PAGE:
Which is the best distribution to study the daily admission of head injury patients in a trauma care centre? (AIIMS Nov 2011)
In probability theory and statistics, the Poisson distribution is a discrete probability distribution that expresses the probability of a number of events occurring in a fixed period of time if these events occur with a known average rate and independently of the time since the last event. The Poisson distribution can also be used for the number of events in other specified intervals such as distance, area or volume.
1. The distribution was discovered by Siméon-Denis Poisson .
2. The work focused on certain random variables N that count, among other things, a number of discrete occurrences (sometimes called "arrivals") that take place during a time-interval of given length
3. The Poisson distribution arises in connection with Poisson processes. It applies to various phenomena of discrete nature (that is, those that may happen 0, 1, 2, 3, ... times during a given period of time or in a given area) whenever the probability of the phenomenon happening is constant in time or space. Examples of events that may be modeled as a Poisson distribution include:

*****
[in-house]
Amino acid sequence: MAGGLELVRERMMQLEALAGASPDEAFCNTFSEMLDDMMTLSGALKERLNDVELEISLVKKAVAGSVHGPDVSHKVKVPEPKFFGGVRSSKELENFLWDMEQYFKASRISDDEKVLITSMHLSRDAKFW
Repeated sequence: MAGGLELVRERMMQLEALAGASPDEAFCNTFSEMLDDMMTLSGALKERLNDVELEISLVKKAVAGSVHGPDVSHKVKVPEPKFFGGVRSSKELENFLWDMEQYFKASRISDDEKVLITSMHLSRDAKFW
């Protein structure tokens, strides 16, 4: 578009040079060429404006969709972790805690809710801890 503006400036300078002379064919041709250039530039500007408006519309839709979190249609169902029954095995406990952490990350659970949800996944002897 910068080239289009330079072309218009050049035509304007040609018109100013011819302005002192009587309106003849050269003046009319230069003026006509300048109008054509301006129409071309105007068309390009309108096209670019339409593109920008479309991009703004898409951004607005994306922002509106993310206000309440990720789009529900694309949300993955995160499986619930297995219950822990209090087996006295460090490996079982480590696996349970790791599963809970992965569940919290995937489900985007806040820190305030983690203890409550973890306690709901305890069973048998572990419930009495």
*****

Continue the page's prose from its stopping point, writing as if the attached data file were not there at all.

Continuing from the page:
a. The number of cars that pass through a certain point on a road (sufficiently distant from traffic lights) during a given period of time.
b. The number of spelling mistakes one makes while typing a single page.
c. The number of phone calls at a call center per minute.
d. The number of times a web server is accessed per minute.
e. The number of road kill (animals killed) found per unit length of road.
f. The number of mutations in a given stretch of DNA after a certain amount of radiation.
g. The number of unstable nuclei that decayed within a given period of time in a piece of radioactive substance. The radioactivity of the substance will weaken with time, so the total time interval used in the model should be significantly less than the mean lifetime of the substance.
h. The number of pine trees per unit area of mixed forest.
i. The number of stars in a given volume of space.